Itchy skin is an uncomfortable feeling of irritation, which causes the urge to scratch the skin. Itchy skin usually results from dry skin. This is more common in the elderly, as the skin becomes drier with age.
Depending on the cause of the injury, the skin may appear normal, red, rough, or blistered. Repeated scratching can cause thickened areas of the skin to appear, which may bleed or become infected.
Many people feel comfortable with self-care such as moisturizing daily with skin-friendly cleansers and taking a lukewarm bath. Long-term treatment requires identifying and treating the cause of the itchy skin. Common treatments include medicated creams, moist dressings, and oral anti-itch medications.
Itchy skin can affect small areas, such as an arm or leg, or involve the entire body. Itchy skin can appear without any noticeable changes to the skin. Or it may be related to:
Lumps, spots, or blisters
Dry or cracked skin
rough or scaly patches
Sometimes the itching can last a long time and can be severe. The affected area becomes more itchy the more you scratch or rub it. And the more itchy, the more you want to scratch it. This closed cycle of itchy skin and the urge to scratch can be difficult to break.
Time to visit the doctor
It is recommended to refer to your doctor or dermatologist in the following cases:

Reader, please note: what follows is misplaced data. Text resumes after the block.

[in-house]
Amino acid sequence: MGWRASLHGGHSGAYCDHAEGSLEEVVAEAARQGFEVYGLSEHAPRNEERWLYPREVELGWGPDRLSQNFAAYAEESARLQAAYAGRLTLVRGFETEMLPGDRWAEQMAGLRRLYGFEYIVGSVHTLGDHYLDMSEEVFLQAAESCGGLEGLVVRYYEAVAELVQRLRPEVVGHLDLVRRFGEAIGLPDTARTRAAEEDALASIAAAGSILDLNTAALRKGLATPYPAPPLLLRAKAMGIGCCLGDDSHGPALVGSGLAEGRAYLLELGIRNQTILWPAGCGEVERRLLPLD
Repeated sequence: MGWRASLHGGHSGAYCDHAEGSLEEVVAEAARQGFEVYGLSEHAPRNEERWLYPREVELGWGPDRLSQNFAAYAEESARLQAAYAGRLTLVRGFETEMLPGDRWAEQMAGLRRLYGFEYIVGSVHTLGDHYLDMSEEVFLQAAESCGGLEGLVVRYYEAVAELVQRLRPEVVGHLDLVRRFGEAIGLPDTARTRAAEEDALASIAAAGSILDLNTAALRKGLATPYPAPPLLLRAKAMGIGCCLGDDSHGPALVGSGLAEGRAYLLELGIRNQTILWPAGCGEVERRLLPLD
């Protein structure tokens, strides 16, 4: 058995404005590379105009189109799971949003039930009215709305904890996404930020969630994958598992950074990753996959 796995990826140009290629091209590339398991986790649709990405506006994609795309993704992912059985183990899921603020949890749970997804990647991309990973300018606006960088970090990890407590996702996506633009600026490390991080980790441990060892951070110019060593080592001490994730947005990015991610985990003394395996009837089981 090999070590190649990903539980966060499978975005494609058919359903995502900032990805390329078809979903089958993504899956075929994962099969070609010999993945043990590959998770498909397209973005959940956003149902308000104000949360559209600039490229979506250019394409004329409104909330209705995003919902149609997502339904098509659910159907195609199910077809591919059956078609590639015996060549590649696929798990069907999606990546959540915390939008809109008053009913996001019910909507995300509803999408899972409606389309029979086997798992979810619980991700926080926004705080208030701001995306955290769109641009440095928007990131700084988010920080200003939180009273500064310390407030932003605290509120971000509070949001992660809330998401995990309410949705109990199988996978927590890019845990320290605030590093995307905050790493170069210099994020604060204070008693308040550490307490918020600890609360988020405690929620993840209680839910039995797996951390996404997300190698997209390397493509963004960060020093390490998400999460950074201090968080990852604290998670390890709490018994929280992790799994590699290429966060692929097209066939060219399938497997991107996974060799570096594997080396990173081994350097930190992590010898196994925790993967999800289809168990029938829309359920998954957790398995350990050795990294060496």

If itching persists for more than two weeks and does not improve after self-care procedures
If the itching is severe and prevents you from performing your daily routine activities or prevents you from sleeping
If the itching appears suddenly and the reasons for its appearance cannot be easily explained
If the itching is spread all over your body
If the itching is accompanied by other signs and symptoms, such as weight loss, fever or night sweats
If the condition persists for three months despite treatment, see a dermatologist to assess whether a skin disease is present. It may also be necessary to see a doctor who specializes in internal medicine to assess whether you have a skin disease.
Causes of itchy skin include:
skin diseases. Examples include dry skin (dehydration), eczema (dermatitis), psoriasis, scabies, parasites, burns, scars, insect bites, and hives.
Internal diseases. Itching all over the body may be a symptom of an underlying disease, such as liver disease, kidney disease, anemia, diabetes, thyroid problems, multiple myeloma or lymphoma.
Nerve disorders. Examples of these disorders include multiple sclerosis, nerve compression, and shingles (herpes zoster).
psychological diseases. Examples include: anxiety, obsessive-compulsive disorder, and depression.
Irritability and allergic reactions. Wool, chemicals, soaps, and other substances can cause skin irritation, rashes, and itching. Sometimes substances, such as poison ivy or cosmetics, can cause an allergic reaction. The body’s response to certain medications, such as narcotic pain medications (opioids), can also cause the skin to itch.
Sometimes, the cause of the itching can’t be determined.
Itchy skin that is severe or lasts longer than six weeks (chronic itch) may affect your quality of life. It may cause sleep disturbance, anxiety or depression. Long-term itching and scratching can worsen itching and potentially lead to skin injury, infection, and scarring.